The Consumption of Culture, 1600-1800: Image, Object, Text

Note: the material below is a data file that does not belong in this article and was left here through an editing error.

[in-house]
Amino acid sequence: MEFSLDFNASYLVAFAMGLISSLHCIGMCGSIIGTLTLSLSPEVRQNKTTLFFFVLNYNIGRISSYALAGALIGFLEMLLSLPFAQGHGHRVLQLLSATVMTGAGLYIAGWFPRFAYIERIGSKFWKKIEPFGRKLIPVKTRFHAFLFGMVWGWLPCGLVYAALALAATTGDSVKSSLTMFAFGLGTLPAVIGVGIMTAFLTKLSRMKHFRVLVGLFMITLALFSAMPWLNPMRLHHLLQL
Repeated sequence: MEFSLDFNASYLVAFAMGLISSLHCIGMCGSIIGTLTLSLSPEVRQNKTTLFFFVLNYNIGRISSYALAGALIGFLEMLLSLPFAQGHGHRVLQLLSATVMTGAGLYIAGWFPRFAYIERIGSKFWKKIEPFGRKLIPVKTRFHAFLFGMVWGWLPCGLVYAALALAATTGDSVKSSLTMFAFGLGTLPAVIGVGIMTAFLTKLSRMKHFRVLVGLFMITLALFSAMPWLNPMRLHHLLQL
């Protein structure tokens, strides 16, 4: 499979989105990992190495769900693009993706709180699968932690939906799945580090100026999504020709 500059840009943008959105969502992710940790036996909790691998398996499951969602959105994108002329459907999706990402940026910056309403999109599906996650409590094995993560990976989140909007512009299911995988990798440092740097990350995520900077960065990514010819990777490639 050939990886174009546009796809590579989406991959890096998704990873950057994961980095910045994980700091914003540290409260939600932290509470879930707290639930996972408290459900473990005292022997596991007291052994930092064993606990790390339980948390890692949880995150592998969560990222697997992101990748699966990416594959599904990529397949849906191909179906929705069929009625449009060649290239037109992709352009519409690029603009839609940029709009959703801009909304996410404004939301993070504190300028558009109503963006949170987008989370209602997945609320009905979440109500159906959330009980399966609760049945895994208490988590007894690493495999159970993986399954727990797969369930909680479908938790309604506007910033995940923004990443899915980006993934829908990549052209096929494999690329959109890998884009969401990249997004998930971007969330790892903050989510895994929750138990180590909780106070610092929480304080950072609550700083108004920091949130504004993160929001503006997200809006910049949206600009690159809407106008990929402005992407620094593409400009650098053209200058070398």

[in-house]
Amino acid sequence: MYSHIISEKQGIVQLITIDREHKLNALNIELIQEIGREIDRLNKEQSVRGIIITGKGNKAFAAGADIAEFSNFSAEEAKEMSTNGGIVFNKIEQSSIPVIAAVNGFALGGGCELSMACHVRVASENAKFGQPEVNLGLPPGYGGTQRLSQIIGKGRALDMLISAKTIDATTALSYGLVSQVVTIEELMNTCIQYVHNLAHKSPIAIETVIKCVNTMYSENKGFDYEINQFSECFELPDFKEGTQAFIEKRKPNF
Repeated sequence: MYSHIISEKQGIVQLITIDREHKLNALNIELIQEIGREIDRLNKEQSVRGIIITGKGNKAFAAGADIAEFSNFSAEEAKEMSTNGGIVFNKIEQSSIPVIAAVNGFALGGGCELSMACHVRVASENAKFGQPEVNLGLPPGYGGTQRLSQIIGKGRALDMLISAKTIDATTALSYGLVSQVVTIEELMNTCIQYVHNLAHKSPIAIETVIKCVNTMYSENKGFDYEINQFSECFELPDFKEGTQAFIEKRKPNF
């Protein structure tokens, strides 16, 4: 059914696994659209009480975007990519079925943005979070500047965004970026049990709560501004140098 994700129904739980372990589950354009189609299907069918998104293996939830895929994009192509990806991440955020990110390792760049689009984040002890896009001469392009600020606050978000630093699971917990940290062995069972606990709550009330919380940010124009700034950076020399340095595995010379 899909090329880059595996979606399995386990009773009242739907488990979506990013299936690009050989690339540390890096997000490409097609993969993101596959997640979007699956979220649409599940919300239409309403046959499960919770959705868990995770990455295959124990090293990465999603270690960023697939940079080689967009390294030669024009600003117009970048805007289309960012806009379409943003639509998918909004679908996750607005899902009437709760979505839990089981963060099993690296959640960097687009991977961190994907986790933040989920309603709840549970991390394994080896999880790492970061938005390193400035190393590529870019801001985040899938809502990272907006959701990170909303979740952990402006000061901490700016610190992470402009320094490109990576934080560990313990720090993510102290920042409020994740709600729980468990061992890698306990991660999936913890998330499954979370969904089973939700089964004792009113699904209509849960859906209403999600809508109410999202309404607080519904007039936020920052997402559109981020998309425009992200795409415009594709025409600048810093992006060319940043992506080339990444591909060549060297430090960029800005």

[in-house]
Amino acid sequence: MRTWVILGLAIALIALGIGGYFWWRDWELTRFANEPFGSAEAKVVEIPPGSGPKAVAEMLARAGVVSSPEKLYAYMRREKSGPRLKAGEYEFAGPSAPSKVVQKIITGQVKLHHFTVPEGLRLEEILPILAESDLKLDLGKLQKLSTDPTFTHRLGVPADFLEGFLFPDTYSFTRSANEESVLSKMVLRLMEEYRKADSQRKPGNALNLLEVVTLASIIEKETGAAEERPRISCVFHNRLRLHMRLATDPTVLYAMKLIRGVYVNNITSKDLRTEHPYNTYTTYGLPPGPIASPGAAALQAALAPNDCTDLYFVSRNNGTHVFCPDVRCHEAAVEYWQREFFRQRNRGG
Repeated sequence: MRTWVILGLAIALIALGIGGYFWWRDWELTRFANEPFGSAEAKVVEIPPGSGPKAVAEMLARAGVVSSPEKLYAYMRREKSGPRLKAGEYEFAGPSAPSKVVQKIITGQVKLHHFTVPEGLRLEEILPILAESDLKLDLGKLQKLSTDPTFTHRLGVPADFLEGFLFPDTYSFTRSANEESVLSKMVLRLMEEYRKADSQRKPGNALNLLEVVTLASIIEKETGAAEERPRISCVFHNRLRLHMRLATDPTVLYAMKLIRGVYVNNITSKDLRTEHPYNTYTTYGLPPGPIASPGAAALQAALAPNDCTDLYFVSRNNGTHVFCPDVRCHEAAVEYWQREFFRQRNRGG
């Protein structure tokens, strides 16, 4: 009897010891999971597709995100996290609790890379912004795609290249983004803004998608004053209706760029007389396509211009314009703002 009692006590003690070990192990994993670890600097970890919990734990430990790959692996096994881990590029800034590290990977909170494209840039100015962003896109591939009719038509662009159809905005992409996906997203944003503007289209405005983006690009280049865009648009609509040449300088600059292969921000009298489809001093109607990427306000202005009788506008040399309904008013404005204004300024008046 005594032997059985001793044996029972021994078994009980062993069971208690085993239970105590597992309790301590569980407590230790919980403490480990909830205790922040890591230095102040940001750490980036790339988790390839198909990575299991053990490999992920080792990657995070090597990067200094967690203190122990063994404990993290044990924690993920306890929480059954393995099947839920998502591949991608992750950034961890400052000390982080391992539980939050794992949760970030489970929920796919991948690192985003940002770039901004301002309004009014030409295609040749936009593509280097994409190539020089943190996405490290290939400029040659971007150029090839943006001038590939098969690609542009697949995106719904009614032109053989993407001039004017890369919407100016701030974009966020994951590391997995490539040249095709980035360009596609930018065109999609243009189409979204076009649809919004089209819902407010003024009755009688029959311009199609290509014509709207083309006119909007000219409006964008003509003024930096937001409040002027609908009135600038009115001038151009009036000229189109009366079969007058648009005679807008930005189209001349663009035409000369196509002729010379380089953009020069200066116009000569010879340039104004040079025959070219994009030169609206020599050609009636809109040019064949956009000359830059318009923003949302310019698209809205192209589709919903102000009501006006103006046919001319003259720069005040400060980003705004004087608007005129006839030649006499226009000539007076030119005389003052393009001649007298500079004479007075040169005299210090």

The mapping of the consumption of culture reveals a complex cultural organization of economic transactions, social institutions and ideological apparatuses that continually redrew the boundaries between social classes, between public and private life, between high art and low, and between men and women. As an inquiry into the consumption rather than the production of culture, the present volume looks upon the history of aesthetic artifacts as a history of their diverse receptions. Questions about artistic or authorial intentionality and technique give way to questions about utility and meaning. As the essays show, audiences do not exist prior to cultural production, they are its effect. Culture does not become 'culture' until it is consumed. The twenty-six contributors come from a wide range of historically oriented fields (historians of society, politics, ideas, science, literature and the arts). In many cases their research suggests the new proximity of interests and methods that, under the rubric of 'cultural history', has cut across areas of specialization and traditional disciplinary boundaries. While widely different in their emphases and methodologies, all the authors share an interest in challenging our ideas of culture, canon, period, gender, class, public, private, production, and, of course, consumption.
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